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Editorial: Guidance is only useful if it is put into practice

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At NICE we are well aware that there is little point in us developing guidance if no one puts it into practice. That is why we have spent a great deal of time and energy over the last few years establishing a team of people dedicated to supporting frontline practitioners in implementing that guidance.

At NICE we are well aware that there is little point in us developing guidance if no one puts it into practice. That is why we have spent a great deal of time and energy over the last few years establishing a team of people dedicated to supporting frontline practitioners in implementing that guidance.

Initially, we spent a lot of time listening to what our stakeholders had to say about implementation. We held workshops to find out what barriers you have to overcome before you can put our recommendations into practice. We also talked to a lot of people about what sort of practical tools and support would be of use in overcoming these hurdles.

We then spent time working on what we had been told. We built a team of people who come from a wide range of backgrounds and experience – people who have worked in nursing, pharmacy and management – who understand what it is like to have to take a piece of paper and translate it into changes in everyday practice.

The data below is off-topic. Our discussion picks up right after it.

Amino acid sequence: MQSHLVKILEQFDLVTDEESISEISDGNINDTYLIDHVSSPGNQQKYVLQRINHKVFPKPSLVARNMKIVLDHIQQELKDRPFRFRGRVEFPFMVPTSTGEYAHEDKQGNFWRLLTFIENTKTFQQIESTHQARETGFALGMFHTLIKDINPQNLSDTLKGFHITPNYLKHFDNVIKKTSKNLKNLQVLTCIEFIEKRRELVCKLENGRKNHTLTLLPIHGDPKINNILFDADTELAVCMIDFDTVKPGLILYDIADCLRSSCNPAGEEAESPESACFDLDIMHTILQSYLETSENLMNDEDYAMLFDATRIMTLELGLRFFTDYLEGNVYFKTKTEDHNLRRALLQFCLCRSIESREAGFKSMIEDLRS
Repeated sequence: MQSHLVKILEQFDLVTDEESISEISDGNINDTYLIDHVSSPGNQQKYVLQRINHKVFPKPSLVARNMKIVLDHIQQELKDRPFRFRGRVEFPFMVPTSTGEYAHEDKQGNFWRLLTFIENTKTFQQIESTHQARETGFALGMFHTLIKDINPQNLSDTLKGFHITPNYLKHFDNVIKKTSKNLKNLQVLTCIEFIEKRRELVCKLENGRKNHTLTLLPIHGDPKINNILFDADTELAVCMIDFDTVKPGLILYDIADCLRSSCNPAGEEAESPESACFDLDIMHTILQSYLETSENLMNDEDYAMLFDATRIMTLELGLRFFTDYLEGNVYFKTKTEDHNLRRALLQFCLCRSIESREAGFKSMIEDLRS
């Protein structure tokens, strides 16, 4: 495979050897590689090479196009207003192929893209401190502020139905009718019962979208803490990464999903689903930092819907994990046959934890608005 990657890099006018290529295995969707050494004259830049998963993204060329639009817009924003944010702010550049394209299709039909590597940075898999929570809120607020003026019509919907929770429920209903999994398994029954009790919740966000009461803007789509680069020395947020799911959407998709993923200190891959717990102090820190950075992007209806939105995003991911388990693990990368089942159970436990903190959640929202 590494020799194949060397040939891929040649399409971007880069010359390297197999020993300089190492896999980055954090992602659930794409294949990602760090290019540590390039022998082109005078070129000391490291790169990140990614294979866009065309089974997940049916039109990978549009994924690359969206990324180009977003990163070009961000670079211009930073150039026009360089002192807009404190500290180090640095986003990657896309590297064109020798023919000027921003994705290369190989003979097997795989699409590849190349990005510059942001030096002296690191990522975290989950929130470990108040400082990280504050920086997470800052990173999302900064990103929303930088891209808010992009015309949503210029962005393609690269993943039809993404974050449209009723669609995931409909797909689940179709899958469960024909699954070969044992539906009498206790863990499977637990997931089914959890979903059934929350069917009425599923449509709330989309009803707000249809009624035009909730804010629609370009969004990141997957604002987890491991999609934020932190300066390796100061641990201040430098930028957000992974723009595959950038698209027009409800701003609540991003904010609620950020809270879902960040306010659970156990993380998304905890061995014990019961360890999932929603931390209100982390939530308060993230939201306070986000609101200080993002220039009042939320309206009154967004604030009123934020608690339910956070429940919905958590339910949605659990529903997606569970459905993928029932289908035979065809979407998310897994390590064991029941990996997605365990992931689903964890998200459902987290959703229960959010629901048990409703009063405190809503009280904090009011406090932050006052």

I am constantly amazed at how much the team have achieved in such a short time. In just a couple of years we have gone from having almost no implementation support tools at all, to offering a full complement with each piece of guidance that we publish. In addition, we have produced a large number of generic support tools that cut across all our guidance-producing programmes – things like our forward planner and the evaluation and review of NICE implementation evidence (ERNIE) database.

The best part of my job, however, is not counting the number of support tools we have produced, but hearing how they are used and about the huge number of innovative implementation projects that are going on across the whole of the NHS. So many of these projects are led by nursing staff, and it is these people who are often at the forefront of driving change because they see our guidance as a way to improve care for their patients.

I hope that you enjoy reading this supplement and that it gives you a greater insight into the work that we do. Most of all I hope you will find inspiration in the case studies of nurse-led implementation projects that are featured here.


Dr Gillian Leng, MD, FFPH, FRCP
Implementation director, NICE

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